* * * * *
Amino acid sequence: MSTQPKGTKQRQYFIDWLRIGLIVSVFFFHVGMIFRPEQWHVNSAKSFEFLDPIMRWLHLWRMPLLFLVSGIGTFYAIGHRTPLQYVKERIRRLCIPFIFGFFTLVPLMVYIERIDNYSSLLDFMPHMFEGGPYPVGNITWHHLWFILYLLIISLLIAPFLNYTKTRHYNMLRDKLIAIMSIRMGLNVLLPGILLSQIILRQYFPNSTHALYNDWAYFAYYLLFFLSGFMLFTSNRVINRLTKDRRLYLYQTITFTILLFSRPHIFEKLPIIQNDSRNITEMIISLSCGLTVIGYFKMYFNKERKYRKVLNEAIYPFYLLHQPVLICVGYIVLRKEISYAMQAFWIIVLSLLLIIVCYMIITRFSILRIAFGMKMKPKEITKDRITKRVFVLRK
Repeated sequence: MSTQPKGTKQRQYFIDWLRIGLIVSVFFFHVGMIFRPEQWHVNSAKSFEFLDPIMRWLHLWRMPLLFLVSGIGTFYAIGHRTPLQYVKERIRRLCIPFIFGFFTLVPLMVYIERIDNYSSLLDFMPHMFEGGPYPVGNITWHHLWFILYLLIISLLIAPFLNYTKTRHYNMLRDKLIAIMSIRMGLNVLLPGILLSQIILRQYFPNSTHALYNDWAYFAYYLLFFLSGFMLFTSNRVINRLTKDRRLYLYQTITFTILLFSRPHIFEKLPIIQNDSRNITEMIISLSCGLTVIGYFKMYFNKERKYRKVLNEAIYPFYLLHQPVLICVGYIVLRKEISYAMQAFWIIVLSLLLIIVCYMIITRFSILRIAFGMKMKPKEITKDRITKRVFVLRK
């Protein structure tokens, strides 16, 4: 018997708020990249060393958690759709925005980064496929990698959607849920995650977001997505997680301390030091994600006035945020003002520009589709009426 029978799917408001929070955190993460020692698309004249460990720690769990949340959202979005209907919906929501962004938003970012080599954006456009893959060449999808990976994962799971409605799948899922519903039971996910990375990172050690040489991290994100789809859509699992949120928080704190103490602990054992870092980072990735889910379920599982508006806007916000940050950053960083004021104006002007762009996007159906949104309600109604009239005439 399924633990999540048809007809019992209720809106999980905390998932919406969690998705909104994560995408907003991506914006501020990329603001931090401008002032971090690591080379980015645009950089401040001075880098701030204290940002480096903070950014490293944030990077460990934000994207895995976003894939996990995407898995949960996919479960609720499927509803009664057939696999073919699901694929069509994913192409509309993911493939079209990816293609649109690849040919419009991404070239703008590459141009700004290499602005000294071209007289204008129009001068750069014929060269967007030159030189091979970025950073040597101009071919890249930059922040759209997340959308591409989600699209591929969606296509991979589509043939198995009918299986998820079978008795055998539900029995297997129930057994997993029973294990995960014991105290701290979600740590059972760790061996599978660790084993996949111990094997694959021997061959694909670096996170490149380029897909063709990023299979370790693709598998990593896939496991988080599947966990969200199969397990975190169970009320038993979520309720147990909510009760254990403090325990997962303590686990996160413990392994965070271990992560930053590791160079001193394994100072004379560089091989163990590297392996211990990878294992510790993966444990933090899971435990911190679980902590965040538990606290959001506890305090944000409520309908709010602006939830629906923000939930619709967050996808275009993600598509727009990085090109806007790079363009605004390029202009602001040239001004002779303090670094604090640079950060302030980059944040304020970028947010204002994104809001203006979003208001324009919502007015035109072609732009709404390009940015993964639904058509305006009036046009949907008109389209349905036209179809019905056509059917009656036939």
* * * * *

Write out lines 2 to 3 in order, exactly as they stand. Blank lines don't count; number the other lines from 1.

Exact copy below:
Repeated sequence: MSTQPKGTKQRQYFIDWLRIGLIVSVFFFHVGMIFRPEQWHVNSAKSFEFLDPIMRWLHLWRMPLLFLVSGIGTFYAIGHRTPLQYVKERIRRLCIPFIFGFFTLVPLMVYIERIDNYSSLLDFMPHMFEGGPYPVGNITWHHLWFILYLLIISLLIAPFLNYTKTRHYNMLRDKLIAIMSIRMGLNVLLPGILLSQIILRQYFPNSTHALYNDWAYFAYYLLFFLSGFMLFTSNRVINRLTKDRRLYLYQTITFTILLFSRPHIFEKLPIIQNDSRNITEMIISLSCGLTVIGYFKMYFNKERKYRKVLNEAIYPFYLLHQPVLICVGYIVLRKEISYAMQAFWIIVLSLLLIIVCYMIITRFSILRIAFGMKMKPKEITKDRITKRVFVLRK
């Protein structure tokens, strides 16, 4: 018997708020990249060393958690759709925005980064496929990698959607849920995650977001997505997680301390030091994600006035945020003002520009589709009426 029978799917408001929070955190993460020692698309004249460990720690769990949340959202979005209907919906929501962004938003970012080599954006456009893959060449999808990976994962799971409605799948899922519903039971996910990375990172050690040489991290994100789809859509699992949120928080704190103490602990054992870092980072990735889910379920599982508006806007916000940050950053960083004021104006002007762009996007159906949104309600109604009239005439 399924633990999540048809007809019992209720809106999980905390998932919406969690998705909104994560995408907003991506914006501020990329603001931090401008002032971090690591080379980015645009950089401040001075880098701030204290940002480096903070950014490293944030990077460990934000994207895995976003894939996990995407898995949960996919479960609720499927509803009664057939696999073919699901694929069509994913192409509309993911493939079209990816293609649109690849040919419009991404070239703008590459141009700004290499602005000294071209007289204008129009001068750069014929060269967007030159030189091979970025950073040597101009071919890249930059922040759209997340959308591409989600699209591929969606296509991979589509043939198995009918299986998820079978008795055998539900029995297997129930057994997993029973294990995960014991105290701290979600740590059972760790061996599978660790084993996949111990094997694959021997061959694909670096996170490149380029897909063709990023299979370790693709598998990593896939496991988080599947966990969200199969397990975190169970009320038993979520309720147990909510009760254990403090325990997962303590686990996160413990392994965070271990992560930053590791160079001193394994100072004379560089091989163990590297392996211990990878294992510790993966444990933090899971435990911190679980902590965040538990606290959001506890305090944000409520309908709010602006939830629906923000939930619709967050996808275009993600598509727009990085090109806007790079363009605004390029202009602001040239001004002779303090670094604090640079950060302030980059944040304020970028947010204002994104809001203006979003208001324009919502007015035109072609732009709404390009940015993964639904058509305006009036046009949907008109389209349905036209179809019905056509059917009656036939």